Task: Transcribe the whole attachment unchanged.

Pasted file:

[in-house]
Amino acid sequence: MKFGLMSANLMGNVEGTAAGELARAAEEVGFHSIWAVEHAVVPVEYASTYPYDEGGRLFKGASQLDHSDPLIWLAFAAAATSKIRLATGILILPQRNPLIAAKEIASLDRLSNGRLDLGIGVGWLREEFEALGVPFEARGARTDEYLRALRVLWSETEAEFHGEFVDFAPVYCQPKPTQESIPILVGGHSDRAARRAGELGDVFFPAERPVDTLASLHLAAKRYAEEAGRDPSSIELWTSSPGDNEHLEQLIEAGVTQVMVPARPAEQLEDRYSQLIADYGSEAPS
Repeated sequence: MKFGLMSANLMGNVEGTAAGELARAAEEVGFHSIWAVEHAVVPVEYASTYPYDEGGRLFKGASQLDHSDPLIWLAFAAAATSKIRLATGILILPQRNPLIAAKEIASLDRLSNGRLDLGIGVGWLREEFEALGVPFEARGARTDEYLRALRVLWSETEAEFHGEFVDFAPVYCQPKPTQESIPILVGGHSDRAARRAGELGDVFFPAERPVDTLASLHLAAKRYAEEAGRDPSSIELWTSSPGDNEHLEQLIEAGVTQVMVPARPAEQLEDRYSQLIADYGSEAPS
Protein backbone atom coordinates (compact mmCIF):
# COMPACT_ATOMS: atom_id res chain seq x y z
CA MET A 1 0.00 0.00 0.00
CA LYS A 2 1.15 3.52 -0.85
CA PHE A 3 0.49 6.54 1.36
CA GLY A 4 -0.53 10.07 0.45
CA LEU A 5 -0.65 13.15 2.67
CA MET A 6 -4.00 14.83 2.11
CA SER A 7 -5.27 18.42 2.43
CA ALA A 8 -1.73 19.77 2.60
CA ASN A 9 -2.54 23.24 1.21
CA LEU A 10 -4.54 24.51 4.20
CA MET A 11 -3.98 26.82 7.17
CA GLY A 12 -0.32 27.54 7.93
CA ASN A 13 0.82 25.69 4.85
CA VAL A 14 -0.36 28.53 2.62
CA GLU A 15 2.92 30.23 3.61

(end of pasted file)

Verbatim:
[in-house]
Amino acid sequence: MKFGLMSANLMGNVEGTAAGELARAAEEVGFHSIWAVEHAVVPVEYASTYPYDEGGRLFKGASQLDHSDPLIWLAFAAAATSKIRLATGILILPQRNPLIAAKEIASLDRLSNGRLDLGIGVGWLREEFEALGVPFEARGARTDEYLRALRVLWSETEAEFHGEFVDFAPVYCQPKPTQESIPILVGGHSDRAARRAGELGDVFFPAERPVDTLASLHLAAKRYAEEAGRDPSSIELWTSSPGDNEHLEQLIEAGVTQVMVPARPAEQLEDRYSQLIADYGSEAPS
Repeated sequence: MKFGLMSANLMGNVEGTAAGELARAAEEVGFHSIWAVEHAVVPVEYASTYPYDEGGRLFKGASQLDHSDPLIWLAFAAAATSKIRLATGILILPQRNPLIAAKEIASLDRLSNGRLDLGIGVGWLREEFEALGVPFEARGARTDEYLRALRVLWSETEAEFHGEFVDFAPVYCQPKPTQESIPILVGGHSDRAARRAGELGDVFFPAERPVDTLASLHLAAKRYAEEAGRDPSSIELWTSSPGDNEHLEQLIEAGVTQVMVPARPAEQLEDRYSQLIADYGSEAPS
Protein backbone atom coordinates (compact mmCIF):
# COMPACT_ATOMS: atom_id res chain seq x y z
CA MET A 1 0.00 0.00 0.00
CA LYS A 2 1.15 3.52 -0.85
CA PHE A 3 0.49 6.54 1.36
CA GLY A 4 -0.53 10.07 0.45
CA LEU A 5 -0.65 13.15 2.67
CA MET A 6 -4.00 14.83 2.11
CA SER A 7 -5.27 18.42 2.43
CA ALA A 8 -1.73 19.77 2.60
CA ASN A 9 -2.54 23.24 1.21
CA LEU A 10 -4.54 24.51 4.20
CA MET A 11 -3.98 26.82 7.17
CA GLY A 12 -0.32 27.54 7.93
CA ASN A 13 0.82 25.69 4.85
CA VAL A 14 -0.36 28.53 2.62
CA GLU A 15 2.92 30.23 3.61